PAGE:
If you listen carefully, you can hear a lot of folks outside the tech industry—and a few inside, too—asking an important question. Theyre asking it in courtrooms, in newspapers and before federal agencies and Congress, as one important facet of living in a networked society becomes clearer.
“Whos in charge?” they demand. “In this new networked world, who runs the show?” The networked, of course, can only smile knowingly. But that doesnt mean that the answer is an easy one for anyone to live with. Thats why tech-related questions are becoming political and legal debates.
MGM v. Grokster, heard Tuesday by the Supreme Court, asks this pesky question for the record business. If listeners can swap music with the press of a button, whos going to make sure that industry runs with the smoothness (and immense profitability) that its demonstrated since its creative geniuses began pressing vinyl?
The suit is a critical juncture in the long war between the recording industry and the new technology that allows its customers (and, its worth adding, the artists) to share music easily, simply and cheaply. Regardless of how the court rules, these issues are heading to Congress, where questions of authority—whos in charge?—will be debated anew.
But questons are being asked not just in Washington, D.C. For months, salaried journalists have been examining the work that “bloggers” do. Most recently, Slates media critic Jack Shafer took Los Angeles Times critic David Shaw to task for his Sunday column on bloggers and legal protections.
Shaw derided bloggers, saying all the usual things: Theyre inaccurate, theyre not edited, theyre careless, theyre not like him and they shouldnt enjoy the protections of the law that he does.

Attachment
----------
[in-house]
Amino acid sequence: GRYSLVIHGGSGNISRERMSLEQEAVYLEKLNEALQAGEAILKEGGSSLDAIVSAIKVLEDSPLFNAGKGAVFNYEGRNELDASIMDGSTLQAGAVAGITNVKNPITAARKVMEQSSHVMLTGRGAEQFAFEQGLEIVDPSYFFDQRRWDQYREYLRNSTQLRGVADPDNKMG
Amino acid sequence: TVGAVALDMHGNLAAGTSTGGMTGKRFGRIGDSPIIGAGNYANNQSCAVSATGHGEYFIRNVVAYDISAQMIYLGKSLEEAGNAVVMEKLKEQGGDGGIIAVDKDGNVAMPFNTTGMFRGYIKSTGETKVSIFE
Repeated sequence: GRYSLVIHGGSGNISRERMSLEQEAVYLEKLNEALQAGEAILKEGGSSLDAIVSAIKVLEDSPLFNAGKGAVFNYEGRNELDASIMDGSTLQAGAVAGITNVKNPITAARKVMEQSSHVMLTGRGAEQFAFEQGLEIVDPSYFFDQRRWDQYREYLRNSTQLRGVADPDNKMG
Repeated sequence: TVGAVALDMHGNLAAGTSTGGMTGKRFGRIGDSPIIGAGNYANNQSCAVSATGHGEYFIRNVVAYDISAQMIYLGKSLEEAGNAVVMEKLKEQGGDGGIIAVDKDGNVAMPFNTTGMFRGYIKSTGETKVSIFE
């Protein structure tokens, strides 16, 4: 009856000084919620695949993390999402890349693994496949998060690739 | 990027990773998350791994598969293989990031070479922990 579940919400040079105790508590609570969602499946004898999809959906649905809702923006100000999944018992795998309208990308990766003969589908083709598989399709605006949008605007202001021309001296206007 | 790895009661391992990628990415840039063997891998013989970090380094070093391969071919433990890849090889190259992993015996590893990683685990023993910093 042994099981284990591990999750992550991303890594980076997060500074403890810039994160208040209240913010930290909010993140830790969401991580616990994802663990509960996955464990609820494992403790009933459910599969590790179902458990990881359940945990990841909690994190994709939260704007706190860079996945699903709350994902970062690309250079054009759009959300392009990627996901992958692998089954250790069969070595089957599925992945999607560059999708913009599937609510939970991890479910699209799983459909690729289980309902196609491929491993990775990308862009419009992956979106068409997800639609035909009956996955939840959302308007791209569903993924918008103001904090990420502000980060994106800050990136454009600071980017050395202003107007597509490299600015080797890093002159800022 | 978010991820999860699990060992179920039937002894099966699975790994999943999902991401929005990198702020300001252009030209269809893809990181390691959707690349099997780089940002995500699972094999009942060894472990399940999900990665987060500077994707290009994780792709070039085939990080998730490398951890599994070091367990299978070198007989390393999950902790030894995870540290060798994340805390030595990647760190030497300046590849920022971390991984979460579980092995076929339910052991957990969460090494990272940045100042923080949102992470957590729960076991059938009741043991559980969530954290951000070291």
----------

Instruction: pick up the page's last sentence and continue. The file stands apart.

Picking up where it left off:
Hes asking the same question that the Grokster case does: Whos in charge? Whos going to make sure that reporters, working by themselves on the Web, dont upset the careful code of ethics and practices that “professionals” have crafted at newspapers and traditional publishing outfits?
Shaws comments came as part of some observations about the Apple Computer case. The company is asking a California court to rule on the legal standing of a group of bloggers (one of whom, by way of disclosure, is represented by my attorney). Apples asking the same question Shaw is: Whos in charge? Which of those thousands of voices out there online do we have to take seriously? Are they all journalists?
These questions arent just being asked in the commercial arena, however. Theyre being asked in political circles, too. The Federal Election Commissions recent comments on bloggers and online advertising and campaign advocacy go to the heart of the conversation taking place between Big Media and political bloggers: Whos in charge? Whos going to make sure that freedom of speech isnt misused by folks who are willing to sell their endorsements of candidates or causes?
In each and every one of these cases, the answer is pretty much the same: The reader. The consumer. The voter. The music-lover. The computer nerd. Or, more likely, some combination of all of these joined by a network that allows them to communicate instantly, forge alliances and work together.
For tech types, particularly those in Silicon Valley, this isnt new. For the rest of the world, its not an easy adjustment. So a lot of this suing and arguing and filing, lobbying and demonstrating is a fight over authority, an attempt to keep things the way they were: ordered, neat and controlled.
Thats not to say that all of these conversations about responsibility—because thats what being in charge means when you take it seriously—are without merit. The FEC should be taking a good hard look at online fundraising and the relationship that many bloggers have with campaigns. Thats a blurred line that needs to be more sharply drawn.
Another blurred line—the one between stealing and sharing of anything audio, video, written or spoken—needs to be more clearly defined, too. As for the line between bloggers and Big Media? Thats not as deep a moat as David Shaw wants to think. Blogging—like file-sharing and online fundraising—is a tool; its what you do with it that matters.
This new world of instant and instantly available choice isnt easy—remember when there was only one phone company?—but its pretty exciting. Its new. Its different. And we all get to be in charge.